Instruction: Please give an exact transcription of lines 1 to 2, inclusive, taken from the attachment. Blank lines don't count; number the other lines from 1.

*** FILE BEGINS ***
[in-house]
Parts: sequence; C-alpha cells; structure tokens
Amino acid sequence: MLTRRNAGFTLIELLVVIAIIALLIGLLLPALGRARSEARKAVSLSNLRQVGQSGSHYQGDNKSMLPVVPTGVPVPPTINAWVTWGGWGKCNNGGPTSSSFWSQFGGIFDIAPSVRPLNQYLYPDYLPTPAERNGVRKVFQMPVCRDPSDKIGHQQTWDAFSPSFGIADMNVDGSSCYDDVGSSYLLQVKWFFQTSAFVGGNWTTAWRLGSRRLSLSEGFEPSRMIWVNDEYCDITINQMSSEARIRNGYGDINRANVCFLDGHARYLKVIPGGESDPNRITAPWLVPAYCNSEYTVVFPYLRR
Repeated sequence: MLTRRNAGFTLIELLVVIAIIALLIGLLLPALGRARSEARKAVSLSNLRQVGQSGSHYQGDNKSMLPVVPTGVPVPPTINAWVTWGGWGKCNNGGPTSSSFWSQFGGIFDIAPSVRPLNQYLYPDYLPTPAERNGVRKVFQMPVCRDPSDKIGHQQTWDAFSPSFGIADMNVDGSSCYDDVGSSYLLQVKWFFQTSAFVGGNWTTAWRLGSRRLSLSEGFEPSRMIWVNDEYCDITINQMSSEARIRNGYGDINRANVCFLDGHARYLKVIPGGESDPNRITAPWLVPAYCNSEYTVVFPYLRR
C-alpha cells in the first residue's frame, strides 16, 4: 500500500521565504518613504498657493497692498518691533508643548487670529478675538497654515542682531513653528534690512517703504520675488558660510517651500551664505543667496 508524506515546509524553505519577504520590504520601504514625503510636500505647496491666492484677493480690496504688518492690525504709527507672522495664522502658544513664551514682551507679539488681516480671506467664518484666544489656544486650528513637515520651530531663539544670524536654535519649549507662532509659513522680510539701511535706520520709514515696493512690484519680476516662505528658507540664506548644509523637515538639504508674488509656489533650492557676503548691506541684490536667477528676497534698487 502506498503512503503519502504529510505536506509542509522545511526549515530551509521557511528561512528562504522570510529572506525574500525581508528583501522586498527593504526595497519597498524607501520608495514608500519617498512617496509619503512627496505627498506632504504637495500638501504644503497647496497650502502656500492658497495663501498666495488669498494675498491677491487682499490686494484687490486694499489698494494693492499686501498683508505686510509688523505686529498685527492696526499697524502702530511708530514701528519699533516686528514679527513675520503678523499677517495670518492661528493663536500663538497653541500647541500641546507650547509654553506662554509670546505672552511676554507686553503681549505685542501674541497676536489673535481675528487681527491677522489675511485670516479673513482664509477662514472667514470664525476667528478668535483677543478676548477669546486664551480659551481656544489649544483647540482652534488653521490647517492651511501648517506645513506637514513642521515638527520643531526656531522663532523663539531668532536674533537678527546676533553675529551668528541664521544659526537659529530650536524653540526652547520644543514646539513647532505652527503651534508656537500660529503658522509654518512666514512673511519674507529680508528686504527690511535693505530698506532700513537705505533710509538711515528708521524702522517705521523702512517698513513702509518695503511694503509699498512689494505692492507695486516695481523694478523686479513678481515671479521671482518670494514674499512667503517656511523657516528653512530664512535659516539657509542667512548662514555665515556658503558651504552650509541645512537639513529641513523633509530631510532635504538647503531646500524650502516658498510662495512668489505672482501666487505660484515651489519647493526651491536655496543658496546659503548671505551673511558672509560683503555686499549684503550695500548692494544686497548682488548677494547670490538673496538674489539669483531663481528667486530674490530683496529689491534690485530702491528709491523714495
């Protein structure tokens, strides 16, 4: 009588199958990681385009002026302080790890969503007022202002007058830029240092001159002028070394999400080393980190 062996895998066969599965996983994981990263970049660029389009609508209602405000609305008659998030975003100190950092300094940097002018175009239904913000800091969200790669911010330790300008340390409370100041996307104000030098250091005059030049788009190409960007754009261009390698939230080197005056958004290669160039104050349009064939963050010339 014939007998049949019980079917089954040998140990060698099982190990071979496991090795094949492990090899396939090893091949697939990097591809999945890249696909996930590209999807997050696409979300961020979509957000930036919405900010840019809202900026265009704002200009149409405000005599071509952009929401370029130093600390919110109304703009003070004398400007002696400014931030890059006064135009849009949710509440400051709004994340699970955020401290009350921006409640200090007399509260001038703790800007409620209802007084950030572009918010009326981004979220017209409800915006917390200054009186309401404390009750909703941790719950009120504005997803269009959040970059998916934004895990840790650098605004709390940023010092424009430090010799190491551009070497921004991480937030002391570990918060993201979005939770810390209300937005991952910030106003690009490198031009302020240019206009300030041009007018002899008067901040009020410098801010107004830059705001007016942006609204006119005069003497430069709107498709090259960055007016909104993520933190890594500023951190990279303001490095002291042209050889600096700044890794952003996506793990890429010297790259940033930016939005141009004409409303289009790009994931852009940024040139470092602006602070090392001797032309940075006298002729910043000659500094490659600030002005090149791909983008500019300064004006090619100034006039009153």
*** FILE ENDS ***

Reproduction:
[in-house]
Parts: sequence; C-alpha cells; structure tokens